The opening image is a model of an important chemical compound. Without it, living things would not have the energy they need to survive. Compared with most other compounds in living things, molecules of this compound are small and simple. In the model, the gray circles represent carbon atoms, the red circles represent oxygen atoms, and the black circles represent hydrogen atoms.
Q: What is the chemical formula for this compound, and what is its name?
A: The chemical formula is C6H12O6, and the name of the compound is glucose. In this article you’ll learn more about glucose and other compounds that are essential to life.
Introduction to Biochemical Compounds
Glucose is an example of a biochemical compound. The prefix bio- comes from the Greek word that means “life.” A biochemical compound is any carbon-based compound that is found in living things. Biochemical compounds make up the cells and tissues of living things. They are also involved in all life processes, including making and using food for energy. Given their diversity of functions, it’s not surprising that there are millions of different biochemical compounds.
Q: Plants make food in the process of photosynthesis. What biochemical compound is synthesized in photosynthesis?
A: Glucose is synthesized in photosynthesis.
Virtually all living things use glucose for energy, but glucose is just one of many examples of biochemical compounds that are found in most or all living things. In fact the similarity in biochemical compounds between living things provides some of the best evidence for the evolution of species from common ancestors. A classic example is the biochemical compound called cytochrome c. It is found in all living organisms because it performs essential life functions. Only slight variations in the molecule exist between closely related species. The molecule is identical in humans and their closest relatives, the chimpanzees. And even between humans and the single-celled tetrahymena in the picture below, the cytochrome c molecule is nearly 50 percent the same.
Structure of Biochemical Molecules
All biochemical molecules contain hydrogen and oxygen as well as carbon. They may also contain nitrogen, phosphorus, and/or sulfur. Almost all biochemical compounds are polymers. Polymers are large molecules that consist of many smaller, repeating molecules, called monomers. Glucose is a monomer of biochemical compounds called starches. In starches and all other biochemical polymers, monomers are joined together by covalent bonds, in which atoms share pairs of valence electrons.
Size of Biochemical Molecules
Most biochemical molecules are macromolecules. The prefix macro- means “large,” and many biochemical molecules are very large indeed. They may contain thousands of monomer molecules. The largest known biochemical molecule is called titin. It plays an important role in muscle contraction. The human form of the molecule contains more than 34,000 monomers. Its chemical formula is C169723H270464N45688O52243S912. Its chemical name contains almost 190,000 letters, and it has been called the longest word in any language. Its chemical name is read rapidly in the video at the following URL—and the video lasts more than 8 minutes!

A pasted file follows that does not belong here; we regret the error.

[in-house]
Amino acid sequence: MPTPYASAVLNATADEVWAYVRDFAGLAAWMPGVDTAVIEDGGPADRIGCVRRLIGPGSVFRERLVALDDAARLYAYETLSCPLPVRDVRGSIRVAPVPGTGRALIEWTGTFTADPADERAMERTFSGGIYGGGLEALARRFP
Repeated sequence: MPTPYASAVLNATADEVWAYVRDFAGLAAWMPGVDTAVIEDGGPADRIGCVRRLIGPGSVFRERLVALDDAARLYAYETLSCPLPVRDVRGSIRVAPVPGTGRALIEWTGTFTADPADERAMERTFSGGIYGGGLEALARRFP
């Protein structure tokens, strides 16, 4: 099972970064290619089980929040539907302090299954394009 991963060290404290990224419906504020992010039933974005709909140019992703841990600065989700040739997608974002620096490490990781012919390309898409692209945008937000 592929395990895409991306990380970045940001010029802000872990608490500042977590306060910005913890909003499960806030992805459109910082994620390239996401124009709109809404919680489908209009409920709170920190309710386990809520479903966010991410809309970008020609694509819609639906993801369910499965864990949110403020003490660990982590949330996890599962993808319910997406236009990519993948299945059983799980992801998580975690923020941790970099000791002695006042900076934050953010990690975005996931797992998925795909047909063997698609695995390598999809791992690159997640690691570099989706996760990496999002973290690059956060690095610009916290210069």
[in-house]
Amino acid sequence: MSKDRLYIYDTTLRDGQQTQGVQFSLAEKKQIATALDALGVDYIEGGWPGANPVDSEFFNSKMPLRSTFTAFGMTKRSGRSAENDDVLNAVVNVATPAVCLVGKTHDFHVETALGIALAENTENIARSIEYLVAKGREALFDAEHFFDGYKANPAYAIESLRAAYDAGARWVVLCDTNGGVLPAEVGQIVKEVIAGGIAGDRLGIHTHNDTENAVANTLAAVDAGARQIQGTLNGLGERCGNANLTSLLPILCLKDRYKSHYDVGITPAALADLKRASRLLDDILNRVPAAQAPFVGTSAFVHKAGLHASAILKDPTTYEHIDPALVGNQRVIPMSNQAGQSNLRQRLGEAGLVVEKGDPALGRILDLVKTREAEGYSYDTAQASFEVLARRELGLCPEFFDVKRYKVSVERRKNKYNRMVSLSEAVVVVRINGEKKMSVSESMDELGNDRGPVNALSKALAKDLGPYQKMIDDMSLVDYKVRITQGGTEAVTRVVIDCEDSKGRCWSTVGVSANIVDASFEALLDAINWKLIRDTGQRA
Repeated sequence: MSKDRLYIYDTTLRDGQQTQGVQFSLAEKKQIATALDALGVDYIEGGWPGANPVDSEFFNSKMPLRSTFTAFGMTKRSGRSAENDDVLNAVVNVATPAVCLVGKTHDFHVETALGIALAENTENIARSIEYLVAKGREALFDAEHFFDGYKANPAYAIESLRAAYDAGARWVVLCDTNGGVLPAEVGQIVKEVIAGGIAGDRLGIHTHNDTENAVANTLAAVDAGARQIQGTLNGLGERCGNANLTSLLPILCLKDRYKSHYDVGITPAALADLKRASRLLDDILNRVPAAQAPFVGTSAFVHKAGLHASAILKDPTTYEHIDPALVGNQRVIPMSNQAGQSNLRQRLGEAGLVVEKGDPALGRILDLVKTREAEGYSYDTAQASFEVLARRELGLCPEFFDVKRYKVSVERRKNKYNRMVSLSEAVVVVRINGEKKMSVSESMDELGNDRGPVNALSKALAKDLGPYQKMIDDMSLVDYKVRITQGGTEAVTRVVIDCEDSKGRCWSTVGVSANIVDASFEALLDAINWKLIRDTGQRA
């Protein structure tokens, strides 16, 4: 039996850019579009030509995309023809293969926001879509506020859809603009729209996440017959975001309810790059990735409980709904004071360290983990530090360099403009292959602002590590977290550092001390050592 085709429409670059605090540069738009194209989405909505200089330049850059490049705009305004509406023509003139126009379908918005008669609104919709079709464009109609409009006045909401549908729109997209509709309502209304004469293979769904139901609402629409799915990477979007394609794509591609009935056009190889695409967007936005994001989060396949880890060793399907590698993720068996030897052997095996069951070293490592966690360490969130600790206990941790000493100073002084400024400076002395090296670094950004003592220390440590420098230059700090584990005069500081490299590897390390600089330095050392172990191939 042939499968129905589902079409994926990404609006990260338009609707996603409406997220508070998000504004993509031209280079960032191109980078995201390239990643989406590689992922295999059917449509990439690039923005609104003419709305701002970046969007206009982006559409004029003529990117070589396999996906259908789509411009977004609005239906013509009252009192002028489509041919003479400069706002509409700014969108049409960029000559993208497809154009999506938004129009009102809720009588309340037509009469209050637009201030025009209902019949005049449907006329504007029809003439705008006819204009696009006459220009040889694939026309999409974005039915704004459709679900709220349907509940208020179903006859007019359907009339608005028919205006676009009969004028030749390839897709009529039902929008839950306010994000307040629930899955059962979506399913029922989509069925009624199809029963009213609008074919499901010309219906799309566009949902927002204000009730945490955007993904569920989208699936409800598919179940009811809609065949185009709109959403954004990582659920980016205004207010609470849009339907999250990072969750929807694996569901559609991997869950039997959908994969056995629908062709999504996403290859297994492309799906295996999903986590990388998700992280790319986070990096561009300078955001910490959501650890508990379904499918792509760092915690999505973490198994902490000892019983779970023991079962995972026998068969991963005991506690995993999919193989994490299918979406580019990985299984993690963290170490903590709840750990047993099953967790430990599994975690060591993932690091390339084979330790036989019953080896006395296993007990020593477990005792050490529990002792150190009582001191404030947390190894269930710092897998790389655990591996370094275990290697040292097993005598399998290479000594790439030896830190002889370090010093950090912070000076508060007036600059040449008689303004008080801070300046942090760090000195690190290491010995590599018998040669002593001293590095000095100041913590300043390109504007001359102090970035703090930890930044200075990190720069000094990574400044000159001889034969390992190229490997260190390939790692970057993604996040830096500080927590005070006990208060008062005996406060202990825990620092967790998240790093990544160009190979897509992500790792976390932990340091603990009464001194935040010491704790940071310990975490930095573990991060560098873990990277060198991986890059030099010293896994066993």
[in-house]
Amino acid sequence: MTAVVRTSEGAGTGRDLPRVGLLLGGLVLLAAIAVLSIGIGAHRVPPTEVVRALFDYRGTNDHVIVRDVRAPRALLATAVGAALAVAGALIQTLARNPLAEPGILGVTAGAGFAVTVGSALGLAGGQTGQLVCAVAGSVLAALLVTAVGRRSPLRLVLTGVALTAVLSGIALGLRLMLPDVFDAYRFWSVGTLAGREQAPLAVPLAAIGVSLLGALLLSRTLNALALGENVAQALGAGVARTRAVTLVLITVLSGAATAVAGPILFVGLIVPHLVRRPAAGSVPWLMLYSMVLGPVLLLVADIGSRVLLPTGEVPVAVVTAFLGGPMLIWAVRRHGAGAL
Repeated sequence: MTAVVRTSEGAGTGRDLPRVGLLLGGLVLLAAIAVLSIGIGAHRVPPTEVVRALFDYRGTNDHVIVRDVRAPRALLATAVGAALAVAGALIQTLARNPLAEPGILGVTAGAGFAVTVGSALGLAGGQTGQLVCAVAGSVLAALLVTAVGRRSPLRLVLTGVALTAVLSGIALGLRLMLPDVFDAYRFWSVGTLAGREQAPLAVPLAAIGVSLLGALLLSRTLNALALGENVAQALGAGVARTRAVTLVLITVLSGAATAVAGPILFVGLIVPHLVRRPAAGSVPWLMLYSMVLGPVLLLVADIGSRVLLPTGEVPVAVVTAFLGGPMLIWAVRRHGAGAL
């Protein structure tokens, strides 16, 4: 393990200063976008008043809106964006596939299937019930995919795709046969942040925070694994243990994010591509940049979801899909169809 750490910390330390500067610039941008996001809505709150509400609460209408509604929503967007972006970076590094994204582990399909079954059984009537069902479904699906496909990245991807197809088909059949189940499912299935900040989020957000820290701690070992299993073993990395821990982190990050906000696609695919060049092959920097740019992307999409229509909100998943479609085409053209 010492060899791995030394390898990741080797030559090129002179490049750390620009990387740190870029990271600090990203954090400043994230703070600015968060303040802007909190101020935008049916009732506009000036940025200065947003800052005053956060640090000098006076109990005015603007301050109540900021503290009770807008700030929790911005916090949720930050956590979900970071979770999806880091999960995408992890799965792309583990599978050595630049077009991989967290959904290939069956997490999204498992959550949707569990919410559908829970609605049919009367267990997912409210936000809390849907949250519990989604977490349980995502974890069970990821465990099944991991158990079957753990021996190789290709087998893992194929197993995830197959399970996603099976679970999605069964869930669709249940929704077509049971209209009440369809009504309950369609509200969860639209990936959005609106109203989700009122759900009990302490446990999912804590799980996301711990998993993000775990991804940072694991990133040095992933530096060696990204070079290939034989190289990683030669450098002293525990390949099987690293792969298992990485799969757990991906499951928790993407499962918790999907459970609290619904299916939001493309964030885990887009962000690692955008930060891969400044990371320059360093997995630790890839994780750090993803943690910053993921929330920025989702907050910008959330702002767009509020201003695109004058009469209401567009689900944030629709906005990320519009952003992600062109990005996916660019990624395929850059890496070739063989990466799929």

Classes of Biochemical Compounds
Although there are millions of biochemical compounds, all of them can be grouped into just four main classes: carbohydrates, proteins, lipids, and nucleic acids. The classes are summarized in the Table below. For a video introduction to the classes, go to this URL: http://www.youtube.com/watch?v=_CXeG5qe8sc
Q: In which class of biochemical compounds would you place glucose?
A: Glucose is a sugar in the class carbohydrates. Like other carbohydrates, it contains only carbon, hydrogen, and oxygen. It provides energy to the cells of living things.
Q: Look back at the chemical formula for titin. In which class of biochemical compounds should it be placed?
A: Titin is a protein. You can tell because it contains sulfur, and proteins are the only biochemical compounds that contain this element.
- Biochemical compounds are carbon-based compounds that are found in living things. The similarity in biochemical compounds between living things provides evidence for the evolution of species from common ancestors.
- All biochemical molecules contain hydrogen and oxygen as well as carbon. They may also contain nitrogen, phosphorus, and/or sulfur. Almost all biochemical compounds are polymers.
- Most biochemical molecules are macromolecules, meaning that they are very large. Some contain thousands of monomer molecules.
- Although there are millions of biochemical compounds, all of them can be grouped into just four classes: carbohydrates, proteins, lipids, and nucleic acids.
biochemical compound: Any carbon-based compound found in living things (carbohydrate, protein, lipid, or nucleic acid).
Choose one of the classes of biochemical compounds and do a Web quest to learn more about it. You may want to start with one of the following URLs. Make a list of the main points you discover as you work through your Web quest.
- What is a biochemical compound?
- Give a general description of a biochemical molecule.
- List the four classes of biochemical compounds.
- Which classes of biochemical compounds store energy in living things?
- Which classes of biochemical compounds contain oxygen?